Camissonia guadalupensis ssp. clementina (Onagraceae) and Cryptantha traskiae (Boraginaceae) are insular endemics identified as Species of Concern (USFWS). Camissonia g. clementina is known only from San Clemente Island, California (10 populations), while Cryptantha traskiae is known from both San Clemente Island (9 populations) and San Nicolas Island (~ 3 populations). Both taxa show strong habitat specificity, occurring only on sandy coastal flats and partially stabilized sand dunes. Although not closely related phylogenetically, they share recent history by virtue of being endemic taxa that co-occur at nearly all of the locations where they are found. In addition, they share other characteristics affecting patterns of genetic variation such as an annual habit, a primarily selfing mating system, and passive seed dispersal. All populations of the two taxa on San Clemente Island were surveyed for genotypes at 16 allozyme loci, revealing generally low levels of genetic variation. Camissonia has higher levels of variation than Cryptantha at both the taxon (P = 37.5 vs. 18.8, A = 1.69 vs. 1.31, and HE = 0.088 vs. 0.003) and population levels (P = 8.8 vs. 3.5, A = 1.09 vs. 1.03, and HE = 0.017 vs. 0.003), although some populations of each taxon are monomorphic at all loci. Locations of the more variable populations of each species do not coincide. A greater proportion of variation is found among populations of Camissonia (GST = 0.810) than among populations of Cryptantha (GST = 0.042). Clear differences exist in patterns of genetic variation in the two taxa despite their shared habitat, distribution, recent history, and species characteristics.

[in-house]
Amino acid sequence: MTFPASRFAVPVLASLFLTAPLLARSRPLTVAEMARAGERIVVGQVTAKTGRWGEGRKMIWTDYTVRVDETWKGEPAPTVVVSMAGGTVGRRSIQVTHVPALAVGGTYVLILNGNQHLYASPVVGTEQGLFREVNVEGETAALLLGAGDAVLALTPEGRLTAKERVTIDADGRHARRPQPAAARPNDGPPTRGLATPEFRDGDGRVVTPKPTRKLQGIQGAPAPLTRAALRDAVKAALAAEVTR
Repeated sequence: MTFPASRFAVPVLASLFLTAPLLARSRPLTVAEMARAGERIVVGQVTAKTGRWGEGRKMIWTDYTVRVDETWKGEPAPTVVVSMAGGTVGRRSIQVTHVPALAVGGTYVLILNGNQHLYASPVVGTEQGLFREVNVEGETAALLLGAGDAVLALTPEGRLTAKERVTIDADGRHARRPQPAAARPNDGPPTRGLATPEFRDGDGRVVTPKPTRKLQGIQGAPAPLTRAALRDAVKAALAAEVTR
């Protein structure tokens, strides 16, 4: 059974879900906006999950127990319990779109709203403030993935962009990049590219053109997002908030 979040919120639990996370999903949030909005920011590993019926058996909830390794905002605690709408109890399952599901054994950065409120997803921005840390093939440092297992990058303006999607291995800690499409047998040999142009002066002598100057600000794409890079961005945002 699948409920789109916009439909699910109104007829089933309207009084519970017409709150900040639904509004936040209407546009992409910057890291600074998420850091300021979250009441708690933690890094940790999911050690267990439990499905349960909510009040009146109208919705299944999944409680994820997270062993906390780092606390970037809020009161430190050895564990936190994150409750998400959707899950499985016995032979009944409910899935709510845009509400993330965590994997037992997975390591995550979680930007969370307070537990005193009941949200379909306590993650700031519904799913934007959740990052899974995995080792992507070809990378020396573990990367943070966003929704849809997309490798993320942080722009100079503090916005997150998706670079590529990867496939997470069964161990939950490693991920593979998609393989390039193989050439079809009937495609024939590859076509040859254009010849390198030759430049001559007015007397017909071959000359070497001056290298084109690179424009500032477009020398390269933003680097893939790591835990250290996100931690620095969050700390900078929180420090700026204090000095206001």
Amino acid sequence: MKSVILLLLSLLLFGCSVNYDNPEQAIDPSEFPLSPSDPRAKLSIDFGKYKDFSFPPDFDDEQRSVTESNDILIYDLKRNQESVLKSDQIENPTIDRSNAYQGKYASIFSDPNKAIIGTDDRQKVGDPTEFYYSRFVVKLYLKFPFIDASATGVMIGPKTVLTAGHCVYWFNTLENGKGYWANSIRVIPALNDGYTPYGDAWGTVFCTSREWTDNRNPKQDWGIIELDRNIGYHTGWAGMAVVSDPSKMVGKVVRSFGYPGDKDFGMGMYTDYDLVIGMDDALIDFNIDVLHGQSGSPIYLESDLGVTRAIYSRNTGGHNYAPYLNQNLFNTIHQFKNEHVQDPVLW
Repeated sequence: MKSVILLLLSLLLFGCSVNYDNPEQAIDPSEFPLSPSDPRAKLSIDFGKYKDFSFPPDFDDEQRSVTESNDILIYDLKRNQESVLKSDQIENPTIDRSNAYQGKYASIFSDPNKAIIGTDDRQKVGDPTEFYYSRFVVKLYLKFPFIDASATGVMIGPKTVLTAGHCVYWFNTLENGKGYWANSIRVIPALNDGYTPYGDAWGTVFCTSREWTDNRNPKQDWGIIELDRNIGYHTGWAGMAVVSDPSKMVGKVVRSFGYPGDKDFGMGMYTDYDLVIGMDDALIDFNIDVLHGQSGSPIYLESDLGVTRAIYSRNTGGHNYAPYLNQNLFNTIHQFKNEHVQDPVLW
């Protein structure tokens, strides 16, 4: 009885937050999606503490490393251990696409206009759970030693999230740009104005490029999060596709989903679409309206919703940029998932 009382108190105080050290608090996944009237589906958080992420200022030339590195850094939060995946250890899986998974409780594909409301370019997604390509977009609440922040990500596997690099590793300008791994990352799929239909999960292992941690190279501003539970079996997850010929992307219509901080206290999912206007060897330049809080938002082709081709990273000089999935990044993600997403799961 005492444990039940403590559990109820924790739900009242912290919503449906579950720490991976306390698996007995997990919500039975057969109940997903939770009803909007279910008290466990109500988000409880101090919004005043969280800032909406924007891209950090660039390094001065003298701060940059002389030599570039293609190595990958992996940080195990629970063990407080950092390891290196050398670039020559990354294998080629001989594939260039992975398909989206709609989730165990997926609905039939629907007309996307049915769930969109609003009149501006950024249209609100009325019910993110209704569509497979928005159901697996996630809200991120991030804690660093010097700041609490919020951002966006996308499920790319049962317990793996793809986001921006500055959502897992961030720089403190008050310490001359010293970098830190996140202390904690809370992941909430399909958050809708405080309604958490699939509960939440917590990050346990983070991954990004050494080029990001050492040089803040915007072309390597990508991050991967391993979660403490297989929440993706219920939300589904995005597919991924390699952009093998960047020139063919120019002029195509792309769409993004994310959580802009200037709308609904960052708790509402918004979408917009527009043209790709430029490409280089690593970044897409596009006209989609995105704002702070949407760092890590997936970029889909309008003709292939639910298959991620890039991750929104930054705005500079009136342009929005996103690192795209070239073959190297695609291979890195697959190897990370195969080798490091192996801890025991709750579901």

Key words: allozymes, Camissonia, conservation, Cryptantha, endemic, genetic variation